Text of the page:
The puzzled stoat

If you want know at least one thing that puzzles a stoat, it’s a photographer hiding above it in a tree. I was in a very large old pine tree this morning waiting for something that was entirely non stoat-related. But after half an hour or so, I noticed a flicker of brown fur flitting between the remains of a stone wall that passed below the branches of my perch. The stoat could see me, but wasn’t quite sure what ‘me’ actually was. So it would move from stone to stone, pausing to have another look up in an attempt to figure me out.  At one point, a dog came over to the tree and came within a metre of the stoat without spotting it – the stoat made no attempt to hide. The dog  (a sort of sheepdog/bit-of-everything mix) didn’t spot me either – it would have been a different story with a Jack Russell. After the dog had moved on, the stoat did a bit more peering up at me before returning to its journey along the old stone wall.

As it happened, I had the ideal camera/lens combination to photograph the stoat this morning. The camera (a Canon 5D Mk3) has a silent mode so the camera made very little noise as I took the pictures. The lens was a 70-200 zoom (a Canon F4 70-200L) – it provided enough magnification and focused quickly in the dull light. I own a bigger zoom (the Canon 100-400mm L zoom) but it is slower and heavier (it is also much older).  I had preset the camera to ISO1600 and the shutter speed to 1/640th of a second. It is possible to get a reasonably decent image with a high ISO setting in dull light  with a Canon 5D Mk3, thanks to the large sensor. My other camera is a Canon 7D Mk 1 (which uses older technology) and the images taken with a high ISO (i.e. anything over ISO 800) are not great if you need to to zoom into the image (see below).  Even though the stoat was only visible for about 90 seconds, and was moving quickly from hiding place to hiding place for most of that time, I’m happy enough with the resulting images. The thing about taking pictures from a tree is that the technical settings need to be second-nature, so that you can concentrate on getting a pleasing composition as well as not falling out of the tree.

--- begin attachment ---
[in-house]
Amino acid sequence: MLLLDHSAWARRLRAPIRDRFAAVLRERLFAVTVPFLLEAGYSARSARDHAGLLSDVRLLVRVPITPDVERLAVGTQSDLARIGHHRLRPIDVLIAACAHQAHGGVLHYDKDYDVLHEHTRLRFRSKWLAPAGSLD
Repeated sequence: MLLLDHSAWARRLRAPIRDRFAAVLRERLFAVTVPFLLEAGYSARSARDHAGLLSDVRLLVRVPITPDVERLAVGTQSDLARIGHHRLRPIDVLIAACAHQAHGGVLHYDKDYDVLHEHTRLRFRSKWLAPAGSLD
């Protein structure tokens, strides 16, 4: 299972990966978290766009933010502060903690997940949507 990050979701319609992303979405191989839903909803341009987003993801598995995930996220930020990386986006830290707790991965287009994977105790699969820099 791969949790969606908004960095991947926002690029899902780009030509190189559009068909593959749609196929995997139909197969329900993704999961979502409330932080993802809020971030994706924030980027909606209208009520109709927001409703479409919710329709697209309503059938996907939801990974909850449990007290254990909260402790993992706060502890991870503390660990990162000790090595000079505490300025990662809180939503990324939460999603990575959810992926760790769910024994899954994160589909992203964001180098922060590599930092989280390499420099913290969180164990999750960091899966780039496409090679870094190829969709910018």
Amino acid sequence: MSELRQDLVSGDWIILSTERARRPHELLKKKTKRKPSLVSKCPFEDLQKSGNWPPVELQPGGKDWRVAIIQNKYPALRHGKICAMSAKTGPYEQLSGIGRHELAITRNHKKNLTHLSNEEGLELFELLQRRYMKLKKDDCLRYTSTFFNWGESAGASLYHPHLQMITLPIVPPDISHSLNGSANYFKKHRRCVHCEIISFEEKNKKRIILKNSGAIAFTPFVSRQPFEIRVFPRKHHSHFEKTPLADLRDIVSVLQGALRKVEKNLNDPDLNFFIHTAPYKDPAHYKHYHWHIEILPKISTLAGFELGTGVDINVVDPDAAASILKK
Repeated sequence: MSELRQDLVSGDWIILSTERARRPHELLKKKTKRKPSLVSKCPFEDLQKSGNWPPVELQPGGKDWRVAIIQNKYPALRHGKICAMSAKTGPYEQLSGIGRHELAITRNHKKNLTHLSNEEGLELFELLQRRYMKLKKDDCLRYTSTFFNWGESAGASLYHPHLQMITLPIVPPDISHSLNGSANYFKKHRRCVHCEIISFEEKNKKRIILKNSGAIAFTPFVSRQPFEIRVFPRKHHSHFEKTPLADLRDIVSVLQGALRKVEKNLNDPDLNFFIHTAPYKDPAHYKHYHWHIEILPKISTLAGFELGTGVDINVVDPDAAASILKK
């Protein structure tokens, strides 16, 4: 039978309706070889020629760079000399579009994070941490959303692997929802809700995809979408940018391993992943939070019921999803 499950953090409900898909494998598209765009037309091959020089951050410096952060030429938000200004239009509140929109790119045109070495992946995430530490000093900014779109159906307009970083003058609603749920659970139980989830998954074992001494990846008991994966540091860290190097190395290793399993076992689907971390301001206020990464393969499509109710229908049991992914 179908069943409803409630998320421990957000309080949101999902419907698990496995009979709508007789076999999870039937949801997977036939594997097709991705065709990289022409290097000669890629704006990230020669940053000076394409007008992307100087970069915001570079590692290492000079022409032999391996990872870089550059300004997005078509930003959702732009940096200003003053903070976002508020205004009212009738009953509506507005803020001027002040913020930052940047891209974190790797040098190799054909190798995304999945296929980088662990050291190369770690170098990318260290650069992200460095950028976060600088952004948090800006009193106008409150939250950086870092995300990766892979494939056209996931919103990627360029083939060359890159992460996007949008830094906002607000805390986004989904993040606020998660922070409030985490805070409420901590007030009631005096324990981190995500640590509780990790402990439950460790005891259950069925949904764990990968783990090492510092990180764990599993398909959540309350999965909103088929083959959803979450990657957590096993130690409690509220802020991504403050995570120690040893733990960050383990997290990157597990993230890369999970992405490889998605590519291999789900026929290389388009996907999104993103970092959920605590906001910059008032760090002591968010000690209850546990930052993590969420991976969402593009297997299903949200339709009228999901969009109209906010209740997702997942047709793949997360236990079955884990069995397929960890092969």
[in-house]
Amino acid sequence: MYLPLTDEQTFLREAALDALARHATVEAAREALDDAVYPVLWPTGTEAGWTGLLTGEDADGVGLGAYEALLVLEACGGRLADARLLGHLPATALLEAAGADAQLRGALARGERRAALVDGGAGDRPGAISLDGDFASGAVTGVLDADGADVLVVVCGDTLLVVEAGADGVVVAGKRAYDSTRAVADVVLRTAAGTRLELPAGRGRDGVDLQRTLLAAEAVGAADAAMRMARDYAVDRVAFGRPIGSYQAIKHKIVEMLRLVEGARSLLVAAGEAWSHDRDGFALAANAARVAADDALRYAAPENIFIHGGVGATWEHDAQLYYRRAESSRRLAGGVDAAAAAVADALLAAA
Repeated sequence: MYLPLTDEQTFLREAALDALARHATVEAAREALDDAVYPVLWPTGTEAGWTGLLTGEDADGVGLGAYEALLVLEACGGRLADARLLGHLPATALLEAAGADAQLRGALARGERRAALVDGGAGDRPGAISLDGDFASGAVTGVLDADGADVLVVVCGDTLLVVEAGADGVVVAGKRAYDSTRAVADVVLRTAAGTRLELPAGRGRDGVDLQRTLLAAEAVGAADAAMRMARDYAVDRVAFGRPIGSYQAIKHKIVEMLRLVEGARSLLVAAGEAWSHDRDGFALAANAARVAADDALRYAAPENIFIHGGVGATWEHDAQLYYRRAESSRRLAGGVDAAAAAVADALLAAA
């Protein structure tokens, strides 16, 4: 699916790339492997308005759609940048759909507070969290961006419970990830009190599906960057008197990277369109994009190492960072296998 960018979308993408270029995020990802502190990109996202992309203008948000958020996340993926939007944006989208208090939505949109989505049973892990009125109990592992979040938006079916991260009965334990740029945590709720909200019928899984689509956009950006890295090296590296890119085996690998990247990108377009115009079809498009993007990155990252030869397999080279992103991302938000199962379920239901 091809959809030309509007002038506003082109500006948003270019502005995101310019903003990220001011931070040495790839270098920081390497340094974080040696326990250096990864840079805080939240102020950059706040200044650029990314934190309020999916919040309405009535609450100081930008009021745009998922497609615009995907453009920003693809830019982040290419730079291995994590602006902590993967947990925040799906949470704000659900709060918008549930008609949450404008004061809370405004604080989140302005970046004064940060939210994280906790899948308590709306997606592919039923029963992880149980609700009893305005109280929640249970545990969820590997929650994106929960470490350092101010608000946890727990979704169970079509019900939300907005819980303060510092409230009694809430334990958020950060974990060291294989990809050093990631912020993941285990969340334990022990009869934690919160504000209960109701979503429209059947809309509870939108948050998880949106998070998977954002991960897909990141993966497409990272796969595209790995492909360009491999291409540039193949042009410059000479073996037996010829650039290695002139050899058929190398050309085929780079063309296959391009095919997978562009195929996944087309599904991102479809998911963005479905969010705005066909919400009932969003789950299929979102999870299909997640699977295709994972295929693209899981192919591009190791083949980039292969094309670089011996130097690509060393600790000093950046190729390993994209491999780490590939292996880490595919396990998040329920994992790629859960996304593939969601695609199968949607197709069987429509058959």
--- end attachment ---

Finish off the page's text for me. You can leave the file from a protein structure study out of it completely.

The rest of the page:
Stoats are very small – this one was probably about 30cm/11 inches long. The picture above is a screenshot from Lightroom (which is my digital image editor). It shows the original photo as I took it, and the small, gridded box in the middle is the cropped image that I used for the image at the top of the post. As you can see, it is only a small percentage of the original picture. Thus, if the original is not of high quality, the cropped (or zoomed-in) picture looks blurry or grainy.

And what was I doing in a pine tree on a bright Sunday morning? Well, that’s another story…